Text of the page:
The Sandinistas, who supported the “popular church” of liberation theology
Pope Francis has reinstated a Nicaraguan priest suspended by the Vatican in the 1980s for participating in Nicaragua’s leftist Sandinista government.
The 81-year-old Rev. Miguel D’Escoto Brockmann, Nicaragua’s foreign minister from 1979-1990, recently wrote to Francis asking to be allowed to celebrate Mass again before he died. The Vatican said Monday that Francis had agreed and asked D’Escoto’s superior in the Maryknoll order to help reintroduce him into priestly ministry.
The Vatican suspended D’Escoto and three other dissident priests in 1985 for defying a church ban on clergy holding government jobs. The sanction was also a reflection of St. John Paul II’s broader crackdown on liberation theology in Latin America.
The Sandinistas, who supported the “popular church” of liberation theology, overthrew the pro-American regime of Anastasio Somoza in 1979.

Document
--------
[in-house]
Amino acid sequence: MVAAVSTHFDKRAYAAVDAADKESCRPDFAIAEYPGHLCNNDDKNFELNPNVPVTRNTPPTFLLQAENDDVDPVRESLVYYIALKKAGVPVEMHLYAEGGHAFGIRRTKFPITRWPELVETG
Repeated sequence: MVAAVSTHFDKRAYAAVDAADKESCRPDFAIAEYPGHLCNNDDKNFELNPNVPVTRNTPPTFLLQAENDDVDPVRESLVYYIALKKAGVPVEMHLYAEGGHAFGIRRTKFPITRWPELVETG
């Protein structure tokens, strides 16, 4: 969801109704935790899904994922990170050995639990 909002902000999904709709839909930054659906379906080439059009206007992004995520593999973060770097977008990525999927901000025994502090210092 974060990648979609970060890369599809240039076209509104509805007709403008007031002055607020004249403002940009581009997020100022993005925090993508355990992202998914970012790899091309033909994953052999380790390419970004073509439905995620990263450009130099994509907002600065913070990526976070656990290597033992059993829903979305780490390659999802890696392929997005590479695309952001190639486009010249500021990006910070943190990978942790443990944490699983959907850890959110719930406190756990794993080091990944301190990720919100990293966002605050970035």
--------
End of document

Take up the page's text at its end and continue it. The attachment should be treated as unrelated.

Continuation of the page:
Francis, who was a young Jesuit provincial in Argentina at the time, shared John Paul’s opposition to the perceived Marxist excesses of liberation theology. But as pope, he has also called for a more merciful church and has indicated that another symbol of liberation theology, slain Salvadoran Archbishop Oscar Romero, will soon be beatified
D’Escoto was ordained a priest in 1961 and remained a member of the Maryknoll Fathers and Brothers religious order throughout the 29-year suspension. He simply couldn’t exercise his priestly duties. A brief statement issued by the Maryknolls, known for their missionary work around the globe, announced Francis’ Aug. 1 decree lifting the suspension and noted that D’Escoto can now resume those duties.
In recent years — from 2008-2009 — D’Escoto served as president of the United Nations General Assembly.